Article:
For Emma Williams-Tully and her husband Dan, the news that they were expecting a baby was even more emotional than for most newlyweds.
Emma had been told many times by doctors that she may never have children – because she suffers from a debilitating and painful condition which causes cells from the lining of her womb to grow elsewhere in the body.
Endometriosis affects as many as one in ten women in the UK and causes excruciating pain, infertility, extreme fatigue and depression.
It had taken Emma, from Wrexham, North Wales, 11 years just to get a diagnosis – a common obstacle facing those suffering from the condition.
Emma had been told many times by doctors that she may never have children – because she suffers from the debilitating and painful condition. But on Valentine’s Day in 2014, months after their wedding, the couple found out to their joy – and astonishment – that Emma was pregnant (pictured with her daughter)
Since then, she had undergone keyhole surgery four times to remove the excess tissue which left her in such agony she was unable to walk or even leave the house.
But on Valentine’s Day in 2014, months after their wedding, the couple found out to their joy – and astonishment – that Emma was pregnant.
Emma recalls: ‘My consultant said the term “miracle baby” was often used, but mine really was one.’
Their daughter, Annabelle, now four, is all the more precious because she will be Emma and Dan’s only child.
After Annabelle arrived, Emma was advised that because her endometriosis was so severe, she should have a hysterectomy, a procedure that can ease the pain for some women.
But even that took three seven-hour operations over a 17-month period to complete because of the extent of the damage her condition had wreaked on her organs.
The surgery was so complex that it left her with a perforated bowel and severed ureter, and needing a blood transfusion.
Frustratingly, it also ‘hasn’t made much of a difference’, she says.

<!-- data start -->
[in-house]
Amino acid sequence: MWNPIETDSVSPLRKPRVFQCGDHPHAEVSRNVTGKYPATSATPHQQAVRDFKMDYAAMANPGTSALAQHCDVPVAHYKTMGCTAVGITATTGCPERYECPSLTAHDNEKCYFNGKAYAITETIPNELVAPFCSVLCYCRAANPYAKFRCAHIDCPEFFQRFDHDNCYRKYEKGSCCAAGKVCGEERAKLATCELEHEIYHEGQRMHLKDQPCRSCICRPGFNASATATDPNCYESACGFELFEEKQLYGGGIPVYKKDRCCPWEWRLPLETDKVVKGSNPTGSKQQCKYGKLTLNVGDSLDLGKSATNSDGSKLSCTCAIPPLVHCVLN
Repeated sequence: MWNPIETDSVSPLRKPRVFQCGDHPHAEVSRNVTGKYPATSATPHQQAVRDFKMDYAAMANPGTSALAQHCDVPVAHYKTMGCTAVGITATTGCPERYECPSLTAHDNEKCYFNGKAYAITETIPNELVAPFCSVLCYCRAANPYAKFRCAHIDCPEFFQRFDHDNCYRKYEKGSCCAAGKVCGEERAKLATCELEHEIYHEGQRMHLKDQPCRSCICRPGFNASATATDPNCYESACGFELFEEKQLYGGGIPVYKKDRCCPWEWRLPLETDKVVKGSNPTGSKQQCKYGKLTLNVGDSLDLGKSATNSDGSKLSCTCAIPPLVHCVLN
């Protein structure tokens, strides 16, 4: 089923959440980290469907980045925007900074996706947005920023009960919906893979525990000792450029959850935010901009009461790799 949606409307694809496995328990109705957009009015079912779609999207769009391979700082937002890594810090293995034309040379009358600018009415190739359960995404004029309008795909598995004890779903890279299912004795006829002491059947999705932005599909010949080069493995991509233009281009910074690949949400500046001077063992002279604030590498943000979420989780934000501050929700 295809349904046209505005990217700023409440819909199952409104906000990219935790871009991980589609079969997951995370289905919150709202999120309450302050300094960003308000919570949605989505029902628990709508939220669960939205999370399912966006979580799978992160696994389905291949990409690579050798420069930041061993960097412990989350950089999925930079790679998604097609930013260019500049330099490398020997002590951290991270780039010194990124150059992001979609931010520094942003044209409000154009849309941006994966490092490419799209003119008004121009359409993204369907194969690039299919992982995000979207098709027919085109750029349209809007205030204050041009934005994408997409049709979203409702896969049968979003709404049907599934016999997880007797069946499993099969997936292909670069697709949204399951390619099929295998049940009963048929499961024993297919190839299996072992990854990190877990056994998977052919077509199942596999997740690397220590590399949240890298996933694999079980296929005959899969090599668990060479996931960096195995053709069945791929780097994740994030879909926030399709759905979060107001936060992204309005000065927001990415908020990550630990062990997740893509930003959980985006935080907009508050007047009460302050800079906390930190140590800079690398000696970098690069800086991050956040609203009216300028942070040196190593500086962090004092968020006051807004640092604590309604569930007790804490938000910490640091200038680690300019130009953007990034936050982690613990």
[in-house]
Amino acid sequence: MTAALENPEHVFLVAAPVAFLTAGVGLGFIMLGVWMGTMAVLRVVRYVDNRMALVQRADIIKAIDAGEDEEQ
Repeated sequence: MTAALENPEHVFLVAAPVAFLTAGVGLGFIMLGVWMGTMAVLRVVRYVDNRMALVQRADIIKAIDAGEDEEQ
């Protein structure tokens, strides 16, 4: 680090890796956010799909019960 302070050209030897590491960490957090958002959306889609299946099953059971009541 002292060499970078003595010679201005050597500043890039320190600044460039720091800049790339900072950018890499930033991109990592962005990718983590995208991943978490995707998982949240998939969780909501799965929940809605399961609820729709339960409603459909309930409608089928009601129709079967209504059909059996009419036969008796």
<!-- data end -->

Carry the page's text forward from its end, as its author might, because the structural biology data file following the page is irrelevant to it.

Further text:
She struggles to take her daughter to the park, is affected by chronic fatigue and pain and is unable to work.
Inspired by Marilyn Monroe, who was also a sufferer, Emma (pictured in the calendar) has put together a charity calendar to raise funds for the charity Endometriosis UK
But Emma, 33, is determined to raise awareness of endometriosis, and of the 1.5 million women in the UK who are bravely battling the condition.
Inspired by Marilyn Monroe, who was also a sufferer, Emma has put together a charity calendar to raise funds for the charity Endometriosis UK. The glamorous retro-themed calendar, shot in a 1950s diner in Blackpool, brought together 11 other women who also suffer from the condition and has already raised more than £4,000.
Emma says: ‘I’ve always been passionate about raising money for charity but it’s usually been fundraising at BBQs, that sort of thing.
‘I’d just had another bout of surgery and it was a sink-or-swim moment – I could feel myself getting really quite depressed about the effect the condition was having on my life.
‘I advertised for models with endometriosis on Twitter and they came from all over the UK.
‘We’d never met before but it felt like we’d known each other for our whole lives. It was amazing. I couldn’t be more pleased that it’s helping to raise awareness of this awful condition.’
In a normal menstrual cycle, the lining of the womb thickens to prepare for a fertilised egg. If a pregnancy does not occur, the lining breaks down and is released.
The glamorous retro-themed calendar (inspired by Marilyn Monroe, pictured), shot in a 1950s diner in Blackpool, brought together 11 other women who also suffer from the condition and has already raised more than £4,000
With endometriosis, cells like those in the lining of the womb grow elsewhere in the body, including around other internal organs such as the bowel and bladder. These cells are also subject to the hormonal signals that govern the fertility cycle, and break down too, but have nowhere to go – and so cause inflammation, pain and the formation of scar tissue.
There is currently no cure, and treatment including surgery, hormone therapy and pain relief can only help manage the symptoms, which are often confused with other conditions.